In particular, Al Qaeda has returned to East Africa, where it flourished in the mid-1990's. Two senior counterterrorism officials said the group had begun to train new recruits in Sudan, where American officials have complained they have had limited cooperation from the government in fighting terrorism.

A senior American official said that at least one Qaeda training camp had been established in Sudan — perhaps others in recent months.

Officials also said Al Qaeda had gained a strong foothold in Kenya, where men believed to be linked to the group fired two shoulder-held missiles at an Israeli jet over Mombasa, Kenya, in November.

On Thursday night, Britain took the extraordinary measure of barring British Airways from flying in or out of Kenya because of a specific threat of terrorism, presumably a missile attack. Today, Britain extended the measure to include a total of six East African nations including Sudan.

Some officials say they view Al Qaeda as moving into a newly aggressive phase, tightening into smaller, more disciplined units under the control of a newer generation of leaders who have been forced to operate largely on the run, trying to stay ahead of the authorities in scores of countries.

At one point, earlier in the year, it seemed as if the group had been seriously and possibly irreparably damaged. Its leaders were routinely arrested or in hiding. Recruitment had fallen off. It appeared to lack the resources or numerical strength to mount large attacks.

But since the United States invaded Iraq in March, officials said, the network has experienced a spike in recruitment. "There is an increase in radical fundamentalism all over the world," said a senior counterterrorism official based in Europe. "But whether that means more young men will leap to Al Qaeda, I don't know if that is clear."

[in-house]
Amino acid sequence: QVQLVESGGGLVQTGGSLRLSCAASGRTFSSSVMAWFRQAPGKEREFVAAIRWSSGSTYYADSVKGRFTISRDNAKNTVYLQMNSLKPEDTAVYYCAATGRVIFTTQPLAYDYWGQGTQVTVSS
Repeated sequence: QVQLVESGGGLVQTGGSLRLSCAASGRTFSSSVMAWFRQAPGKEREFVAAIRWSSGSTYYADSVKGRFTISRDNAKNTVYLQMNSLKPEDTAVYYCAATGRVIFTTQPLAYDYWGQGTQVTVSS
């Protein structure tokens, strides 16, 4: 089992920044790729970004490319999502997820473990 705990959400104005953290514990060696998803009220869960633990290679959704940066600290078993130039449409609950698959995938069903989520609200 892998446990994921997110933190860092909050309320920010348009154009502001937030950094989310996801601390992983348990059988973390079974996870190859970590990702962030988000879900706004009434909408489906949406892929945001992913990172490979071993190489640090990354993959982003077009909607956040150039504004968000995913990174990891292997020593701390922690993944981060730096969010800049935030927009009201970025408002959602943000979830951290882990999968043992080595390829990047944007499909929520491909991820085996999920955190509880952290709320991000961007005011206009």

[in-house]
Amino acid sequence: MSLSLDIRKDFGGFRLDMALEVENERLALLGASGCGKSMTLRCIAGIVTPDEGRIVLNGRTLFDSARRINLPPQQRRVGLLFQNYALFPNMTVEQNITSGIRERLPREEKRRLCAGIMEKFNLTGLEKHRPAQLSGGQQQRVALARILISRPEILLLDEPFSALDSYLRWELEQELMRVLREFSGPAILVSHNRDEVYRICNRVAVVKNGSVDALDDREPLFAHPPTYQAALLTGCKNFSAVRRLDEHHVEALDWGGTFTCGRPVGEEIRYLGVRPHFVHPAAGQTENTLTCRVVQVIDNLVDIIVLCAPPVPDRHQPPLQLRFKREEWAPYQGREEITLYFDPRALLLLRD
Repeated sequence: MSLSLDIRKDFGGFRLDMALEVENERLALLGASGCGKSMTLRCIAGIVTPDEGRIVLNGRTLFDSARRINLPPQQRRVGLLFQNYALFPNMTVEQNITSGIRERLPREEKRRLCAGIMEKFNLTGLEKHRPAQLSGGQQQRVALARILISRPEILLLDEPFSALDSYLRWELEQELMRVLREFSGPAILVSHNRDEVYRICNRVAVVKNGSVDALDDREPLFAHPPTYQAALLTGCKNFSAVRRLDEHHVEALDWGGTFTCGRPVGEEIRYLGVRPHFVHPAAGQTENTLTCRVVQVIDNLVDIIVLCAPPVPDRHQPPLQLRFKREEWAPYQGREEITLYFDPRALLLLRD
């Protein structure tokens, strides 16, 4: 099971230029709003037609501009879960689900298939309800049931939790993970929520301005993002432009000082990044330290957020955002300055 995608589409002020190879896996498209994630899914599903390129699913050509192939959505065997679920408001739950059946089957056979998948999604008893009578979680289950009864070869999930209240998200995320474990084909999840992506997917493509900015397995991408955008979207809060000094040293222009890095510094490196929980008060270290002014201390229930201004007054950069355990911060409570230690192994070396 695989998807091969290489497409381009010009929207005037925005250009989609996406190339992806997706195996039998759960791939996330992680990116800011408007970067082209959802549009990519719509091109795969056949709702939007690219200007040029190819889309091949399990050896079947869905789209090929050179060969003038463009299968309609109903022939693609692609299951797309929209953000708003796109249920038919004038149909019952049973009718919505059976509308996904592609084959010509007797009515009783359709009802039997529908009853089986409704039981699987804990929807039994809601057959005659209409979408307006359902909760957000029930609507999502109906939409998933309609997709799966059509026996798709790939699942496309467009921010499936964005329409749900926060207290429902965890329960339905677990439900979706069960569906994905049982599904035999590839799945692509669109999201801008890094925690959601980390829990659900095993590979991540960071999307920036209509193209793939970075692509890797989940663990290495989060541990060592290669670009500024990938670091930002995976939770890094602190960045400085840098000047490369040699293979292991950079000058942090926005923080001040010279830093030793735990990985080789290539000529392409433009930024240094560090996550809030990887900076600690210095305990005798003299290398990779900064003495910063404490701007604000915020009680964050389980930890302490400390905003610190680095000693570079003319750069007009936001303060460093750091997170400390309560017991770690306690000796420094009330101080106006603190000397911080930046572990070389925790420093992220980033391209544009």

Officials also cited the emergence of new young leaders in the operational and planning roles that captured or killed members had held.

As an example, several officials pointed to Saif al-Adel, who once sat on Al Qaeda's consultative council and has now apparently emerged as a more important operational planner, assuming the leadership role held by Mr. Mohammed. Mr. Adel, a Saudi, joined Al Qaeda through its affiliation in the early 1990's with Egyptian Islamic Jihad. He has been at large since 1993, when according to government officials he trained tribal fighters to attack the United States peacekeeping force in Somalia, killing 18 American soldiers.

Another Qaeda leader who has taken on even more importance in the minds of some investigators is Fazul Abdullah Muhammad, a Comoro Islander, who was charged with conspiring to bomb the United States Embassy in Kenya in August 1998. Published reports indicate that Mr. Muhammad was recently seen in Somalia, and the authorities there are concerned that he is overseeing a major attack planned for East Africa.

Al Qaeda has been weakened since 2001 but is still lethal, said Wayne Downing, a retired Army general who was national security adviser for counterterrorism until July.

"It is like a wounded animal," Mr. Downing said in an interview. "It might not be able to strike quickly, but if you come within its range, it will strike. We have to be vigilant."

Mr. Downing made those remarks several days before the four well-coordinated car bombing attacks on Monday night at three Western housing complexes in Riyadh, Saudi Arabia.